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Wick's Review

Created Oct 29, 2009 08:31AM PST • Edited Sep 09, 2018 12:27AM PST

  1. Quality
  2. Great 4.0

    Not your normal coming-of-age movie, this charming and engaging early-60s period piece seems likely to be remembered as Carey Mulligan’s coming-of-stardom vehicle. Carey who? That’s a question few will be asking after this splendid young star makes another movie or two.

    But wait, there’s more to this movie than just a sparkling new star. It presents a pre-Swinging London not often seen these days, elicits genuine laughs and plenty of smiles, is intriguingly romantic and a bit creepy at the same time, and features a great ensemble cast.

    As a grown-up date movie or for a girl’s night out, it’s a sure thing.

  3. Really Great 4.5

    Carey Mulligan delivers a perfectly winsome performance as a preternaturally bright and self-aware teen. Emerging in upswept hair for her debut on the town, she’s the second coming of Audrey Hepburn.

    The rest of the accomplished cast sparkles around this bright new moviestar.

    • Peter Sarsgaard smoothly inhabits her good timing suitor. An American playing British, Sarsgaard deserves higher profile roles.
    • Dominic Cooper also impresses as his playboy buddy. Cooper made a favorable impression as the groom in Mamma Mia!. He makes an even more favorable one here.
    • Rosamund Pike dazzles as a stereotypical blond party girl, blithely spouting inanities and wrinkling her pretty nose at anything intellectually challenging. Ironically, Pike went to Oxford, yet her character memorably puts down Oxford coeds.
    • Alfred Molina, always superb, here enlivens the contradictory impulses of the promising girl’s obsessive father.
    • Olivia Williams makes an attractively deep teacher, while Emma Thompson makes a formidable headmistress.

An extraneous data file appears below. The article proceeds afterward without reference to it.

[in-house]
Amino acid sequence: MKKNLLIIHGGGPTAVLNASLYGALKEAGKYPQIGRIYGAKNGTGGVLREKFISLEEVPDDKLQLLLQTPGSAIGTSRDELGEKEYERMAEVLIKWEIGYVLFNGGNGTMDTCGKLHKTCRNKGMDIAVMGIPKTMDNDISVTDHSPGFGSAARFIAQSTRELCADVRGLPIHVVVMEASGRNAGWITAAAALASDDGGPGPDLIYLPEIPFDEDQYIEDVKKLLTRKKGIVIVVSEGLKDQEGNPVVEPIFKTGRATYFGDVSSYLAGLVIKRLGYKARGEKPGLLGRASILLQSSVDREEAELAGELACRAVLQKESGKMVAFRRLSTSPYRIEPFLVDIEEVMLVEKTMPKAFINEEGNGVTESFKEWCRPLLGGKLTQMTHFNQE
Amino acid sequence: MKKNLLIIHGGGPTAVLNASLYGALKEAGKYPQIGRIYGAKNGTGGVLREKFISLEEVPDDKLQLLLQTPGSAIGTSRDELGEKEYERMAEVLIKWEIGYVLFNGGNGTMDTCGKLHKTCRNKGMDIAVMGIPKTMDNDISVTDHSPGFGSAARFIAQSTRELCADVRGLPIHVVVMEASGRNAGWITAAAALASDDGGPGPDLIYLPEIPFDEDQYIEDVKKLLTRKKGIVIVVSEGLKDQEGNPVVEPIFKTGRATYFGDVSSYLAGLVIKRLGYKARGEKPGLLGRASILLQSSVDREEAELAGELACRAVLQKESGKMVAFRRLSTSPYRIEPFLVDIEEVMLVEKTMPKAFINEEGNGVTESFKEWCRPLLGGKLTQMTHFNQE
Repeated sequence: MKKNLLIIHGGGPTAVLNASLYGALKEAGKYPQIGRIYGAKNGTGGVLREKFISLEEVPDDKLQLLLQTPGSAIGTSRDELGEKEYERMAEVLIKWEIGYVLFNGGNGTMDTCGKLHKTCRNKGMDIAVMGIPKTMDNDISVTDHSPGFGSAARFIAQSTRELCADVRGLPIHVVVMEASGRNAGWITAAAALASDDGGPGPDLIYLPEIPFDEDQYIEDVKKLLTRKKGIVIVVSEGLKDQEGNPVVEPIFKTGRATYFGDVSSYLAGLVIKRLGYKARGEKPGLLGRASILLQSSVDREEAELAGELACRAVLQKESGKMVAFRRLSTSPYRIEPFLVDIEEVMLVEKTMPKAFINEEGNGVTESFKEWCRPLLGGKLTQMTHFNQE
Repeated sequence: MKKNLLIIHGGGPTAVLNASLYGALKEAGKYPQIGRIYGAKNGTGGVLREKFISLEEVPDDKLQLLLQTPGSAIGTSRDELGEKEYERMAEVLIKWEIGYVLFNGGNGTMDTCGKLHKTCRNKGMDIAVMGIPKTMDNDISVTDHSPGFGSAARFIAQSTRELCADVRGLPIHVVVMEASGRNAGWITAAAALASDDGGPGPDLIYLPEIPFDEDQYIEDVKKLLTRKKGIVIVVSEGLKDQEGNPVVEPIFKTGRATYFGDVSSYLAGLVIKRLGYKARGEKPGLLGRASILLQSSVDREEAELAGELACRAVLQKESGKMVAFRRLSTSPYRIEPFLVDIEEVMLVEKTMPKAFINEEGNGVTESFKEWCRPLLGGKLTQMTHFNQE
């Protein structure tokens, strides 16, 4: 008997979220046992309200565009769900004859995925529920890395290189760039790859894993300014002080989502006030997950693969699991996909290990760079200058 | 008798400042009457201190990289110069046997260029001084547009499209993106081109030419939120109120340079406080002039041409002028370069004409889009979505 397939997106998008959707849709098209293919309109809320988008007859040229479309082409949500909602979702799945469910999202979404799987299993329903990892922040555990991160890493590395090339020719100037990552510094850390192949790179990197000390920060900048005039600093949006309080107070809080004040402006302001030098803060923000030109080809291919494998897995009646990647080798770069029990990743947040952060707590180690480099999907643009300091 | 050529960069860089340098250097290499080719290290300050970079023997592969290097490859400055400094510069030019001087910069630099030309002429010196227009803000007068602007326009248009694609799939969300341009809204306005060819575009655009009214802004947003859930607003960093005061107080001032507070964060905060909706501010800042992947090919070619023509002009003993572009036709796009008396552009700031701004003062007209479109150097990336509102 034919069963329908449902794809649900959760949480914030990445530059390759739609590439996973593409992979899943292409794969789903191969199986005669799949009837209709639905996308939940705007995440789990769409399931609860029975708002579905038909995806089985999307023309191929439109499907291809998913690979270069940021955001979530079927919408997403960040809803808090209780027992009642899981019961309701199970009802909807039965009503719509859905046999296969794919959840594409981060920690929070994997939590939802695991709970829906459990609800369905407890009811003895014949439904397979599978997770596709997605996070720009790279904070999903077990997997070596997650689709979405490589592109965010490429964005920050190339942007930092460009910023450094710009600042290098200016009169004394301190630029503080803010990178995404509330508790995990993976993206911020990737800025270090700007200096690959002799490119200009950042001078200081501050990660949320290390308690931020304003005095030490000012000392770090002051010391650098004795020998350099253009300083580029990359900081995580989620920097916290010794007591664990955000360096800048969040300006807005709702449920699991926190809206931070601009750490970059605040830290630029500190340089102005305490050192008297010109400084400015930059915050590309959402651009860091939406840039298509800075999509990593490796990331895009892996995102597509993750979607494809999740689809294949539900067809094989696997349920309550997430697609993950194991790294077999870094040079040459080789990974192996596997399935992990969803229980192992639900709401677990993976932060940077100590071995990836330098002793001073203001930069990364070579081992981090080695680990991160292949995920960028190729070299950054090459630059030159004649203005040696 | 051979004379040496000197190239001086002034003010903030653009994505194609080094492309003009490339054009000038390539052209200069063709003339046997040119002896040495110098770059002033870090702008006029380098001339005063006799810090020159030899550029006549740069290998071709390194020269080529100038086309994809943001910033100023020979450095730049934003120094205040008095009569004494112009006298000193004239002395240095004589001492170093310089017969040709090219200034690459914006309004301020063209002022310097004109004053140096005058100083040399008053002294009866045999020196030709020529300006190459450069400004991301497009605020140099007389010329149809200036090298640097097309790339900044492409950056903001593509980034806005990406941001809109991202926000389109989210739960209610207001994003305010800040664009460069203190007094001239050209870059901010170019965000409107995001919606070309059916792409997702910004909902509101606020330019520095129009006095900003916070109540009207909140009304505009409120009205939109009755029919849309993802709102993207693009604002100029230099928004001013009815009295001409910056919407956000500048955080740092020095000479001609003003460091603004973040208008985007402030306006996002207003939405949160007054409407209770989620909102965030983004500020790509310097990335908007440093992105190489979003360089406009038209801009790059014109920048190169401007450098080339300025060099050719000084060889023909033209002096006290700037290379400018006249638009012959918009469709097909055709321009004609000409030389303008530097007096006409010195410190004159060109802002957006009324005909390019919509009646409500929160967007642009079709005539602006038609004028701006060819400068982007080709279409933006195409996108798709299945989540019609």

4. Male Stars Great 4.0
  5. Female Stars Perfect 5.0
  6. Female Costars Perfect 5.0
  7. Male Costars Very Good 3.5
  8. Great 4.0

    The film beautifully depicts the staid London from just before the Beatles hit. A time of limited options for girls, deep seated prejudices, and parochial limitations, it also appears quaintly innocent to the modern eye. British writer and TV personality Lynn Barber – no longer an innocent herself – was an ingenue in the early 60s. Her autobiographical story of seduction and worldly revelation makes for a terrific film.

  9. Direction Great 4.0
  10. Play Great 4.0

    Barber paints her teenage self exceptionally wise and wonderful. True? Who knows, but she posits an entertainingly tall tale, especially as written for the screen by the redoubtable Nick Hornby, of High Fidelity and About a Boy fame. Hornby’s gotten a lot of praise for how well his script speaks in the voice of women and girls. With Barber’s estrogen soaked memoir as raw material, how could he go wrong?

  11. Music Great 4.0
  12. Visuals Really Great 4.5
  13. Content
  14. Risqué 1.7

    While discreetly handled, this PG-13 movie depicts an intimate relationship between a 17 year old girl and a thirtysomething man. Now grown, the woman who was the girl apparently wasn’t damaged by the affair, a refreshingly non-histrionic turn of events. Still, think twice before seeing it with your daughter.

  15. Sex Titillating 2.0
  16. Violence Gentle 1.4
  17. Rudeness Salty 1.7
  18. Glib 1.1

    Statutory rape can never be condoned, even when the youngster involved is sufficiently self-possessed to look back almost fondly on the experience, as the 65 year old Barber does. Not the sex, which she describes as minimal and meaningless. Rather, she reveled in the adult world her grown suitor introduced to her, sex being an inextricable part. This “education” could have derailed her life. Instead it seems to have set her on her path to success. Go figure.

  19. Circumstantial Glib 1.4
  20. Biological Natural 1.0
  21. Physical Natural 1.0


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